Scott Palka, a partner with consulting firm Tatum, says Goldman’s valuation process can’t be fully assessed from a nine-page memo alone, since the document doesn’t provide enough technical detail to understand what went into the valuation. “It’s kind of like having a picture of a house, not the architectural drawing,” he says. Nevertheless, he adds, the analytical process looks sound.


The following excerpt provides Goldman’s conclusion contained in its statement to the FCIC:

We believe that our marks on the GS-AIG trades were accurate for a number of reasons, including:

  • As we have demonstrated, our fair value marks were based upon the best available market information at that time because we were an active market maker in cash and credit default swap mortgage products throughout 2007 and 2008.
  • We were willing and ready to make a two-way market. If AIG believed that our marks were too low relative to the rest of the market, it could have bought additional risk at those significantly lower prices. It did not.
  • We told AIG that it could offer our prices to other counterparties in an effort to find clearing levels for the specific reference obligations if it was not interested in adding risk.
  • The prices at which we marked the securities were consistent with the prices we had on similar securities that we held in our inventory.
  • We used consistent prices to post collateral to clients on the other side of the AIG transactions.
  • We felt confident enough in the accuracy of our marks to pay a premium to other financial institutions in order to hedge our uncollateralized credit risk to AIG.

We questioned AIG’s view of the value of super senior CDO risk they insured because:

  • We provided our individual marks to AIG on a daily basis, but AIG did not provide us with its marks, despite repeated requests to do so. This was not consistent with how other counterparties looked to resolve valuation disputes.
  • AIG stated on numerous occasions in our discussions with them that they were not actively trading in the market.
  • AIG depended on third party marks but confirmed on multiple occasions that it could not buy or sell on those prices. In other words, the marks they cited were not actionable.
  • During early discussions with AIG, they stated they were looking at their positions on a “more fundamental” basis and were accordingly not incorporating actual current market values.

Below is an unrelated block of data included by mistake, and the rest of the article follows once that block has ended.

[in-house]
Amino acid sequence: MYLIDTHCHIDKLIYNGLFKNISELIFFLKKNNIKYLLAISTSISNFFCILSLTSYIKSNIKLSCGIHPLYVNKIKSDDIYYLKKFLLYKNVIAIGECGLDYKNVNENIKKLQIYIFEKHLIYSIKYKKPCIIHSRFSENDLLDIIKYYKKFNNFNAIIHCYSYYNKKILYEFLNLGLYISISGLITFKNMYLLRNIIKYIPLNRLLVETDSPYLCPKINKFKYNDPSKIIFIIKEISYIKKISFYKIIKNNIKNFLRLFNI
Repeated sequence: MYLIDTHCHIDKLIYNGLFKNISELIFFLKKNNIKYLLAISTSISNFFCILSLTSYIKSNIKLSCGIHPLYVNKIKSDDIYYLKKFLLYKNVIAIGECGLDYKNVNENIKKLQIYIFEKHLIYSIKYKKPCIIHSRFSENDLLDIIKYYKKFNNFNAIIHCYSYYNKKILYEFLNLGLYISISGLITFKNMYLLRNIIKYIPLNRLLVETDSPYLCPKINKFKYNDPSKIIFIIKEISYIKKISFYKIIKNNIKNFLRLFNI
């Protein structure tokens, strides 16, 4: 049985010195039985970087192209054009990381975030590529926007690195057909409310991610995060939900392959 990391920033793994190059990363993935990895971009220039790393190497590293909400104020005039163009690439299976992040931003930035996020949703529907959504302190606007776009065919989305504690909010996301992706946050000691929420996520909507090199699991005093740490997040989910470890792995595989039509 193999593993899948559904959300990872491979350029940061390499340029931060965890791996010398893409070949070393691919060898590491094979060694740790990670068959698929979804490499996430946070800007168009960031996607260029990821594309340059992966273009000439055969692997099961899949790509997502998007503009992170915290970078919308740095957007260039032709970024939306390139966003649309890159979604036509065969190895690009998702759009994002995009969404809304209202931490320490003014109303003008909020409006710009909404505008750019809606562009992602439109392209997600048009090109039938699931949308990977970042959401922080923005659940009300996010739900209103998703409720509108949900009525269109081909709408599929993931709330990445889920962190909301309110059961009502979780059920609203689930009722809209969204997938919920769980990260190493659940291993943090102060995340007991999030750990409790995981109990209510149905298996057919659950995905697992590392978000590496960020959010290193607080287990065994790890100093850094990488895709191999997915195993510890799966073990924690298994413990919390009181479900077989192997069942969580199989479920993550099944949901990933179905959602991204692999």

Indeed, as AIG stated during its testimony before the FCIC, it did not have an internal pricing system to value the securities on which they sold credit protection until December 2007.


Goldman Sachs Statement to FCIC (July 2010)

The key to the valuation tension in this case wasn’t so much the estimating process, Palka says; it was the “cliff” that developed when trading in mortgage-backed securities evaporated, which “eroded the theoretical floor value of the instrument.” In that sort of market environment, valuation becomes a daily exercise, he says.


Mary Ann Travers, a principal with Crowe Horwath, says the Goldman memo provides an object lesson on the importance of having and following a documented process to manage risk. Especially in areas such as measuring fair value (a task steeped in judgment), a well-documented process is vital to defend the company during any subsequent regulatory probe or examination—like, say, a blue-ribbon commission exploring your possible role in the financial crisis.

“You have to make sure there’s a qualitative process for how judgments are made,” Travers says. “It would appear from the memo, though it’s limited in what it shares, that they followed the appropriate steps.”

The Bigger Picture

Palka says it’s possible that an entity might use slightly different valuation methods for different purposes. Financial reporting is meant to reflect a single point in time, or the financial condition of the company as of the closing date for a particular period. Collateral calls, on the other hand, are more dynamic, where repricing happens frequently. Counter-parties should agree on the formula they’ll follow, he says, but it may not be the same as the process the company might follow for financial reporting.

Goldman says in its memo to the FCIC that it called for and paid collateral “consistent with the marks we use for our internal and external reporting purposes.” A spokeman told Compliance Week the firm was “entirely consistent” in its valuation methods for different purposes. “The marks that we derived for our collateral calls on AIG were the marks that we used in our books and records, and they were the marks we used to calculate collateral we owed to counter-parties on the other side,” the spokesman said.

Goldman posted earnings of $11 billion in 2007 and $2.3 billion in 2008, although it claims its exposure to residential mortgage-related instruments was small relative to the rest of its holdings, and that it lost $1.7 billion in mortgage-related products in 2008.